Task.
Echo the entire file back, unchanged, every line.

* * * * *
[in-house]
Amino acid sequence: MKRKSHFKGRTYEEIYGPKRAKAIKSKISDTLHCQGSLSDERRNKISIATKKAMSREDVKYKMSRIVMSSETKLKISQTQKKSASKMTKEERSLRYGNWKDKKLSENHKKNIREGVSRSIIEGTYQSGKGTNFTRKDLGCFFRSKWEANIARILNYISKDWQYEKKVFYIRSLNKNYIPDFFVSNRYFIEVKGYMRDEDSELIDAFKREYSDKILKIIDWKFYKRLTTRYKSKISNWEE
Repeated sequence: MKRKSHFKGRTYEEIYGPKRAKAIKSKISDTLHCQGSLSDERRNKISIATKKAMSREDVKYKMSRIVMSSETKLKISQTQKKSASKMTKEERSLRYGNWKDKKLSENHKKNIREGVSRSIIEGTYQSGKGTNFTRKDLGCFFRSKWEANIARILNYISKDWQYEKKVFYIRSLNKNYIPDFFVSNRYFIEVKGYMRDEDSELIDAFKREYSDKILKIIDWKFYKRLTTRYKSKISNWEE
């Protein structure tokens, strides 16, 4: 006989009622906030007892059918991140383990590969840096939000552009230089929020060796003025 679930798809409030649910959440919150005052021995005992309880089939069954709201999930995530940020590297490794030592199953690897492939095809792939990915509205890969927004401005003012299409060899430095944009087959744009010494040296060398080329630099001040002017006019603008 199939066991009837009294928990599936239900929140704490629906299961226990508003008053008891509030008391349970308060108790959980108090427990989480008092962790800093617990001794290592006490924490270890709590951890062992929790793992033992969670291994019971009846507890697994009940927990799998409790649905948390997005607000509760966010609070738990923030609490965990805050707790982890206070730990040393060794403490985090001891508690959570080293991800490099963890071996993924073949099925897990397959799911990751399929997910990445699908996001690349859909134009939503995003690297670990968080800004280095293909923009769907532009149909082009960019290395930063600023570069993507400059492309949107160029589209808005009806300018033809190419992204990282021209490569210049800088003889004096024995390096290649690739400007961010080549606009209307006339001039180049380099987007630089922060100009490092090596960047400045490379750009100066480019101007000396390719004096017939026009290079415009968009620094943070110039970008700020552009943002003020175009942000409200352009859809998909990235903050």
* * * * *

[in-house]
Amino acid sequence: MKRKSHFKGRTYEEIYGPKRAKAIKSKISDTLHCQGSLSDERRNKISIATKKAMSREDVKYKMSRIVMSSETKLKISQTQKKSASKMTKEERSLRYGNWKDKKLSENHKKNIREGVSRSIIEGTYQSGKGTNFTRKDLGCFFRSKWEANIARILNYISKDWQYEKKVFYIRSLNKNYIPDFFVSNRYFIEVKGYMRDEDSELIDAFKREYSDKILKIIDWKFYKRLTTRYKSKISNWEE
Repeated sequence: MKRKSHFKGRTYEEIYGPKRAKAIKSKISDTLHCQGSLSDERRNKISIATKKAMSREDVKYKMSRIVMSSETKLKISQTQKKSASKMTKEERSLRYGNWKDKKLSENHKKNIREGVSRSIIEGTYQSGKGTNFTRKDLGCFFRSKWEANIARILNYISKDWQYEKKVFYIRSLNKNYIPDFFVSNRYFIEVKGYMRDEDSELIDAFKREYSDKILKIIDWKFYKRLTTRYKSKISNWEE
């Protein structure tokens, strides 16, 4: 006989009622906030007892059918991140383990590969840096939000552009230089929020060796003025 679930798809409030649910959440919150005052021995005992309880089939069954709201999930995530940020590297490794030592199953690897492939095809792939990915509205890969927004401005003012299409060899430095944009087959744009010494040296060398080329630099001040002017006019603008 199939066991009837009294928990599936239900929140704490629906299961226990508003008053008891509030008391349970308060108790959980108090427990989480008092962790800093617990001794290592006490924490270890709590951890062992929790793992033992969670291994019971009846507890697994009940927990799998409790649905948390997005607000509760966010609070738990923030609490965990805050707790982890206070730990040393060794403490985090001891508690959570080293991800490099963890071996993924073949099925897990397959799911990751399929997910990445699908996001690349859909134009939503995003690297670990968080800004280095293909923009769907532009149909082009960019290395930063600023570069993507400059492309949107160029589209808005009806300018033809190419992204990282021209490569210049800088003889004096024995390096290649690739400007961010080549606009209307006339001039180049380099987007630089922060100009490092090596960047400045490379750009100066480019101007000396390719004096017939026009290079415009968009620094943070110039970008700020552009943002003020175009942000409200352009859809998909990235903050």